How are students graded? YOU DON’T HAVE TESTS???
The biggest question I get. Again, not entirely true, there are tests they’re just a different style. I like to think of them as “assessments” rather than “tests.” Students are graded based on the number of units they master.
4 units= A
3 units = B
2 units = C
1 unit = D
Mastery of Units counts for 60% of their overall grade. Grade breakdown as follows:
Mastery of Unit = 60%
Notebook and Discussion Threads = 10%
Weekly Projects = 20%
CE Quizzes/BW = 10%
Remember those quizzes they take after each lecture at home? They have to get an 80% or better on all of those within a unit to sit for a mastery test. They can take the test in class, after school, or even online. In fact most students prefer it online.
Doesn’t that cause cheating? Can’t they use their notes?
Yes they can use their notes! I want them to use their notes!! History as a discipline is not about memorizing facts and dates but rather synthesizing information and using it to create coherent arguments about the past. For their “assessments” students are asked to identify and define a number of people, places and dates from the unit explaining their importance. They choose a number off a larger list that they feel they can write about best. Finally they must write an essay that pulls all the information together and requires them to use all their information to create a solid thesis statement and back it up with facts and details. So they can’t really cheat since each test is different and I absolutely want them to use their notes, there is no sense in having all this information if they don’t know what any of it means in the “big picture.”
Why did I do this? Was it hard to revamp your entire class structure?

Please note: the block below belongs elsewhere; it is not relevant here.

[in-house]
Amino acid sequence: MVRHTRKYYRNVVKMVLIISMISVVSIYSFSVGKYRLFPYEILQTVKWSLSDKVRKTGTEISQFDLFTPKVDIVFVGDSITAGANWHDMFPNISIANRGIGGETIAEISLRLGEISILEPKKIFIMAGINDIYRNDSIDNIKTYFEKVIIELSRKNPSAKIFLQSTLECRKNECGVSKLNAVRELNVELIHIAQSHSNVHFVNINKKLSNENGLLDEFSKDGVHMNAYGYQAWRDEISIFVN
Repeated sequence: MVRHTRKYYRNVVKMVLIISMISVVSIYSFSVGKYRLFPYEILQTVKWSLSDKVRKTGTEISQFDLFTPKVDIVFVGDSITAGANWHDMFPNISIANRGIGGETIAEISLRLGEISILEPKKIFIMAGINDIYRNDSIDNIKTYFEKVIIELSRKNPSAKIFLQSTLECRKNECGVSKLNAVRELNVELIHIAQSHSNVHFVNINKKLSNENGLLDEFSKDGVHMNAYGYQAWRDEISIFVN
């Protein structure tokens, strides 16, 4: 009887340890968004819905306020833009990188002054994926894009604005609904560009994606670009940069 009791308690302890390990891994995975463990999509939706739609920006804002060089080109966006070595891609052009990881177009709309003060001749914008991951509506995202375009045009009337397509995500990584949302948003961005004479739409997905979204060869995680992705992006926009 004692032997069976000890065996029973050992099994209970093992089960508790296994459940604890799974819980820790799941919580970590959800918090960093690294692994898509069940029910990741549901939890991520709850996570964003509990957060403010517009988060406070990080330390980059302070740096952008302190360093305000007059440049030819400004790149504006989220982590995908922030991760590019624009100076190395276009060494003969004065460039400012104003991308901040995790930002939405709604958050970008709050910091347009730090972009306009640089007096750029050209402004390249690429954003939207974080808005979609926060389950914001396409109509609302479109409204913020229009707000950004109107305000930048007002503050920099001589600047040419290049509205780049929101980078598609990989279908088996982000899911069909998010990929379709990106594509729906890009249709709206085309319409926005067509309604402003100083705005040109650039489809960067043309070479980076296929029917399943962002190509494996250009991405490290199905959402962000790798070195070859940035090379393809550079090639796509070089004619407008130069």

Good question, yes it was, but I feel it was necessary. Under the traditional class set up I wasn’t reaching all my students. Most weren’t doing homework, many were not taking anything seriously, and worse yet most didn’t care. I think I did a good job with special ed and 504 accommodations, but it doesn’t mean they were “engaged” the whole time. I also felt that the really advanced kids in my class were bored. I was sort of getting through to the “middle of the pack” but even they were bored at times listening to be drone on about dead people, and you know what… I was bored too. I needed a way to ensure that my students were going to be engaged the entire time they were sitting in my classroom. I figured it was worth a try…and I have no plans to go back. Sure there are still students who won’t do work at home, but at least they are engaged the entire time they are in my room. Furthermore those students who do care have the option to retake tests, no more “bad days” resulting in ruined averages. My advanced kids? I can challenge them more with projects requiring more in depth thinking? My students that need extra attention? I have the time to do it now. In short this is by no means a perfect system, but I feel it has done good things for my students, and is a great starting point on my evolution as a teacher.
Cool! Where I can I get more info on this flipping thing?
There are many teachers across the country “flipping” their classrooms. I have a PLN (personally learning network) where I communicate with many of them via blog and twitter, there is also the first published research coming out this summer on “flipping.”
Check out my blog for links to other educators doing the same thing: